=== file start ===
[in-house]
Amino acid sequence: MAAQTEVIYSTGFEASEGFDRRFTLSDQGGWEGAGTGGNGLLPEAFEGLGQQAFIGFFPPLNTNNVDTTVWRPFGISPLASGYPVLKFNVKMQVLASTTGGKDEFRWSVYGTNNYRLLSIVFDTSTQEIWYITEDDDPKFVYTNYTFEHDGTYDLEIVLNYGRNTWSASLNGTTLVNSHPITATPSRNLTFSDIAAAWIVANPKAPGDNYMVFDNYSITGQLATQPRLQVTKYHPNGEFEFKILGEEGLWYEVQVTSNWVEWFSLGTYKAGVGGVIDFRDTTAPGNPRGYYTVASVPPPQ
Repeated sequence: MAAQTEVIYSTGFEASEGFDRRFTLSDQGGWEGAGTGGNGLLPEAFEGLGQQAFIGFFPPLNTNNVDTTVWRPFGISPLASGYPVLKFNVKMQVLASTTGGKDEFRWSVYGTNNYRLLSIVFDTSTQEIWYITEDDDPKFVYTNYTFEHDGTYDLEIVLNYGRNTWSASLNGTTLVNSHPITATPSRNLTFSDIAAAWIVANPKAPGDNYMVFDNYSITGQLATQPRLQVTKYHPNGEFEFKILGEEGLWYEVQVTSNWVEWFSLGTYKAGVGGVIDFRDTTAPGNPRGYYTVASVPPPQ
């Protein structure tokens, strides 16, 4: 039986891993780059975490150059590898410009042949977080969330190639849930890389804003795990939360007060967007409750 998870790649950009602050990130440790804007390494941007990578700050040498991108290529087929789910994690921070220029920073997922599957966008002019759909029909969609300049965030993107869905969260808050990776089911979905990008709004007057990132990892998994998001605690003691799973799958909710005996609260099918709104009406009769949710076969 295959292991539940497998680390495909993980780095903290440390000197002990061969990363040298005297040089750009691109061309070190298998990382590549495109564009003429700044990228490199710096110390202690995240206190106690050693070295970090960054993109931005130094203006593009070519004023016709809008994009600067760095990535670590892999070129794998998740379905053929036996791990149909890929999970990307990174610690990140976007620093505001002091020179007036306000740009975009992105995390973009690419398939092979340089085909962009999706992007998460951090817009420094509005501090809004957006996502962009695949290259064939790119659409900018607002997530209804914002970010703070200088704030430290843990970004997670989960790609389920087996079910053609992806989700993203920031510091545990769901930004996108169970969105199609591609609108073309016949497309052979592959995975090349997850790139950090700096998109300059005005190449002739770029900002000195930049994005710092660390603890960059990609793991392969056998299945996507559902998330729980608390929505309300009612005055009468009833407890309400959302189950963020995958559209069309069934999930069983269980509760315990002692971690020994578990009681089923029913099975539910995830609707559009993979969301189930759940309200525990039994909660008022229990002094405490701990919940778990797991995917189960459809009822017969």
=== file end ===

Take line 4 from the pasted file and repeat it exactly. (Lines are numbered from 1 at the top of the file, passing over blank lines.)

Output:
């Protein structure tokens, strides 16, 4: 039986891993780059975490150059590898410009042949977080969330190639849930890389804003795990939360007060967007409750 998870790649950009602050990130440790804007390494941007990578700050040498991108290529087929789910994690921070220029920073997922599957966008002019759909029909969609300049965030993107869905969260808050990776089911979905990008709004007057990132990892998994998001605690003691799973799958909710005996609260099918709104009406009769949710076969 295959292991539940497998680390495909993980780095903290440390000197002990061969990363040298005297040089750009691109061309070190298998990382590549495109564009003429700044990228490199710096110390202690995240206190106690050693070295970090960054993109931005130094203006593009070519004023016709809008994009600067760095990535670590892999070129794998998740379905053929036996791990149909890929999970990307990174610690990140976007620093505001002091020179007036306000740009975009992105995390973009690419398939092979340089085909962009999706992007998460951090817009420094509005501090809004957006996502962009695949290259064939790119659409900018607002997530209804914002970010703070200088704030430290843990970004997670989960790609389920087996079910053609992806989700993203920031510091545990769901930004996108169970969105199609591609609108073309016949497309052979592959995975090349997850790139950090700096998109300059005005190449002739770029900002000195930049994005710092660390603890960059990609793991392969056998299945996507559902998330729980608390929505309300009612005055009468009833407890309400959302189950963020995958559209069309069934999930069983269980509760315990002692971690020994578990009681089923029913099975539910995830609707559009993979969301189930759940309200525990039994909660008022229990002094405490701990919940778990797991995917189960459809009822017969």